Don’t miss eyelids when you apply sun cream or risk skin cancer
Don’t miss your eyelids when you apply sun cream or risk getting skin cancer, warn academics
- Researchers discovered that vulnerable areas of skin are often missed
- This could be leaving people at risk of skin cancer, academics warned
- Skin cancer is on the rise despite global initiatives to increase SPF use
We all know the dangers of too much sun – but a study has found we may be putting ourselves at risk by failing to protect our eyelids.
Researchers discovered that vulnerable areas of skin are often missed – especially when applying moisturisers with sun protection factor (SPF) as opposed to conventional sunscreens.
This could be leaving people at risk of skin cancer, University of Liverpool academics warned.
Skin cancer is on the rise despite global initiatives to increase SPF use.
Researchers discovered that vulnerable areas of skin are often missed – especially when applying moisturisers with sun protection factor (SPF) as opposed to conventional sunscreens
Although daytime moisturisers with added SPF are convenient, the researchers were worried these were not being applied in a way that provides ‘sufficient protection’.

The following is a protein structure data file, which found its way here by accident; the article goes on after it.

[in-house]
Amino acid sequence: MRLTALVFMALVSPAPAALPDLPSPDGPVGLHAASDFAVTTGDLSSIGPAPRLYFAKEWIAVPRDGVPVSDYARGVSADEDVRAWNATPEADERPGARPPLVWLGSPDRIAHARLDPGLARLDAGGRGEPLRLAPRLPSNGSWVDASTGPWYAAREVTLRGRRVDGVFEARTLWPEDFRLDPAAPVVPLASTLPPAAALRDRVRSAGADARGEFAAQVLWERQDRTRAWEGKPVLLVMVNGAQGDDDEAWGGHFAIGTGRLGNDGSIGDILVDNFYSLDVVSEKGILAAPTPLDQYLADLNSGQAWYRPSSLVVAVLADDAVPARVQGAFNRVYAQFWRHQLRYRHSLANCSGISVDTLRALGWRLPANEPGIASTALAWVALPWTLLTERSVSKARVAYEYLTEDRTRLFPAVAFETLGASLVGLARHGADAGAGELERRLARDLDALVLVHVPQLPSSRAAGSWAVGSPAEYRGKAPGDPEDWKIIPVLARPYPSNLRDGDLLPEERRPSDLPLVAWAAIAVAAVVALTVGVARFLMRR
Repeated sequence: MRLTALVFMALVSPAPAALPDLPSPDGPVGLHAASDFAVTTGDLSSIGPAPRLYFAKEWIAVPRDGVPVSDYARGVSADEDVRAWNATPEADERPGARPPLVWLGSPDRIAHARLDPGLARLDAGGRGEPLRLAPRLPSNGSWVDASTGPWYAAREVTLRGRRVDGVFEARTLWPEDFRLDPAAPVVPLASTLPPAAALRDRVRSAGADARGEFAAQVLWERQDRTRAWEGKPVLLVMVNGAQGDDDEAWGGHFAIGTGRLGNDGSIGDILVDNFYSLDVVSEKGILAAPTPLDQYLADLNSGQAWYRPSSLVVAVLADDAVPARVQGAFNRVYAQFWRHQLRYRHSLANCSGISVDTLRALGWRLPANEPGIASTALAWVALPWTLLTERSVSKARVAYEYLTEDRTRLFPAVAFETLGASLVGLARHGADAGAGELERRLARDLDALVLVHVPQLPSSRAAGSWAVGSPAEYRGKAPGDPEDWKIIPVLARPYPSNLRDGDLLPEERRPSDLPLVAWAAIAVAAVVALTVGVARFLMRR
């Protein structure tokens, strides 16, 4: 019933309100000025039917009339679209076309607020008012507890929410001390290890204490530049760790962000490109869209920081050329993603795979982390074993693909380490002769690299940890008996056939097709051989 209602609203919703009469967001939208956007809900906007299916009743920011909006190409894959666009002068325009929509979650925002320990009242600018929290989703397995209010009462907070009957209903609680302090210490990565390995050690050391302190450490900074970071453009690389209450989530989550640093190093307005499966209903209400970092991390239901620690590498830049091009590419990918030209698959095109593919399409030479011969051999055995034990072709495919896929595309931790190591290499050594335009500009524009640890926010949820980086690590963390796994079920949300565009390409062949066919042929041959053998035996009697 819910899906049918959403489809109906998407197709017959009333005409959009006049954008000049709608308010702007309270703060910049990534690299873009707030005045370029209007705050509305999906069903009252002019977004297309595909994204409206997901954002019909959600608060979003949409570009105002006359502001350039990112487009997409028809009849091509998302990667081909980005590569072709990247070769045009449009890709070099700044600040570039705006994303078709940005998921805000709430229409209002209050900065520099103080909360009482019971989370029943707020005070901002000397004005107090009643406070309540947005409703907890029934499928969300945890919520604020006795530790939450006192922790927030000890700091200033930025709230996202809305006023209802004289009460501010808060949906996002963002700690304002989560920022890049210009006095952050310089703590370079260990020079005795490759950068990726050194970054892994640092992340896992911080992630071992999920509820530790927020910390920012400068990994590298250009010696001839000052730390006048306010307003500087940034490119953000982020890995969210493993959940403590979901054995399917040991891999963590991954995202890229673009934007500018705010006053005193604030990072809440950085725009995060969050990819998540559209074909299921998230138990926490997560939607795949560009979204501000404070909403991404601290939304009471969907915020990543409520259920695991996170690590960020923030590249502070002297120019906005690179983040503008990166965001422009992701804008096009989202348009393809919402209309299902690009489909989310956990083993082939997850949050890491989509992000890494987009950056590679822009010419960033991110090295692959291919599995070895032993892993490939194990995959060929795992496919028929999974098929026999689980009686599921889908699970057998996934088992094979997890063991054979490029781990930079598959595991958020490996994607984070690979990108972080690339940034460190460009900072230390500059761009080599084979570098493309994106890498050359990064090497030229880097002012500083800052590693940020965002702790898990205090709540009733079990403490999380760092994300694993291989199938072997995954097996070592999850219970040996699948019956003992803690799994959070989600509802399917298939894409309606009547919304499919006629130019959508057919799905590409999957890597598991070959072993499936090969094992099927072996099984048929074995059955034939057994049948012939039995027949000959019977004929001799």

They studied how 84 people – 62 women and 22 men – applied both moisturiser and sunscreen, before using an ultra-violet-sensitive camera to take images of the volunteers to show much of their face they had covered.
Seventeen per cent of the face was missed with SPF moisturiser compared with 11 per cent with sunscreen.
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Around the eyelids – which are thin and more prone to cancer – 21 per cent of the area was missed with SPF moisturiser while 14 per cent was missed with sunscreen.
This was of particular concern because skin cancers most commonly occur on the head and neck, with eyelids having the highest incidence of the disease, the researchers wrote.
Squamous cell carcinoma – the second most common form of skin cancer in the UK – is also increasingly affecting patients’ eyelids.
This could be leaving people at risk of skin cancer, University of Liverpool academics warned
Participants completed a questionnaire about their sunscreen and SPF moisturiser application habits, with most unaware they had not been fully covering their faces, the study in the journal PLOS One found.
The authors said: ‘When applying both sunscreen and moisturiser, the area around the eyes is often missed, particularly near the nose. Participants covered a smaller area of the face when using moisturiser compared to sunscreen. We conclude that particular attention should be paid to the eyelid area when applying any SPF cream.’
Some 78 per cent of the participants failed to protect the area between the corner of their eyes and their nose, regardless of whether they were applying sunscreen or moisturiser. Sunglasses with UV filters can help protect missed areas, the experts said.
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